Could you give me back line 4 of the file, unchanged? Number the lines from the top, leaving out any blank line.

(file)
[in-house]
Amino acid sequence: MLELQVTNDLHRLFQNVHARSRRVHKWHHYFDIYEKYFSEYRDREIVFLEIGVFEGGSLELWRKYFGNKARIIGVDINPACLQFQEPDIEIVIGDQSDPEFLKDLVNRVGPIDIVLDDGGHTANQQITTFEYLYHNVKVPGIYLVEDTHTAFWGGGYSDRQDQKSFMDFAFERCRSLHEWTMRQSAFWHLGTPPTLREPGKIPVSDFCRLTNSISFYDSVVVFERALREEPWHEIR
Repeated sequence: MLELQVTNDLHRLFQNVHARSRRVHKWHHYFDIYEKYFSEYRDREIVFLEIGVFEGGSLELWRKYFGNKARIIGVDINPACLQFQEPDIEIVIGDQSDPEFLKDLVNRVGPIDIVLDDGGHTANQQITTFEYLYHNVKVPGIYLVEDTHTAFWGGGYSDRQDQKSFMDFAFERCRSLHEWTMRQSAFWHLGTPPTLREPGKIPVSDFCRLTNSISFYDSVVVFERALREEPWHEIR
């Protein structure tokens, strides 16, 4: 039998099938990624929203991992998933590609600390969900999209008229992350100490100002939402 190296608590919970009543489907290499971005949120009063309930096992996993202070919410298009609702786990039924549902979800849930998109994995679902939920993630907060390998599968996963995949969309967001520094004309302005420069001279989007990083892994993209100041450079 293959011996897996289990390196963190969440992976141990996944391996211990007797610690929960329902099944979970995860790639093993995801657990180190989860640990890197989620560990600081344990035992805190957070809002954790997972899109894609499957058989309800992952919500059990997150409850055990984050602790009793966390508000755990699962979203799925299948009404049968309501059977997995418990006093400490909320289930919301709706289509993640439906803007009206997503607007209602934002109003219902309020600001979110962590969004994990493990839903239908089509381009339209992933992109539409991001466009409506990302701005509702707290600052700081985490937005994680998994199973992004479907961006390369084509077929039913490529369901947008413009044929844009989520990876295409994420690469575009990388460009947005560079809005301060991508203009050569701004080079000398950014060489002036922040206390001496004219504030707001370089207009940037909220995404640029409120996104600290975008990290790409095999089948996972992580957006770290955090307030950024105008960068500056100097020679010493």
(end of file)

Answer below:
């Protein structure tokens, strides 16, 4: 039998099938990624929203991992998933590609600390969900999209008229992350100490100002939402 190296608590919970009543489907290499971005949120009063309930096992996993202070919410298009609702786990039924549902979800849930998109994995679902939920993630907060390998599968996963995949969309967001520094004309302005420069001279989007990083892994993209100041450079 293959011996897996289990390196963190969440992976141990996944391996211990007797610690929960329902099944979970995860790639093993995801657990180190989860640990890197989620560990600081344990035992805190957070809002954790997972899109894609499957058989309800992952919500059990997150409850055990984050602790009793966390508000755990699962979203799925299948009404049968309501059977997995418990006093400490909320289930919301709706289509993640439906803007009206997503607007209602934002109003219902309020600001979110962590969004994990493990839903239908089509381009339209992933992109539409991001466009409506990302701005509702707290600052700081985490937005994680998994199973992004479907961006390369084509077929039913490529369901947008413009044929844009989520990876295409994420690469575009990388460009947005560079809005301060991508203009050569701004080079000398950014060489002036922040206390001496004219504030707001370089207009940037909220995404640029409120996104600290975008990290790409095999089948996972992580957006770290955090307030950024105008960068500056100097020679010493």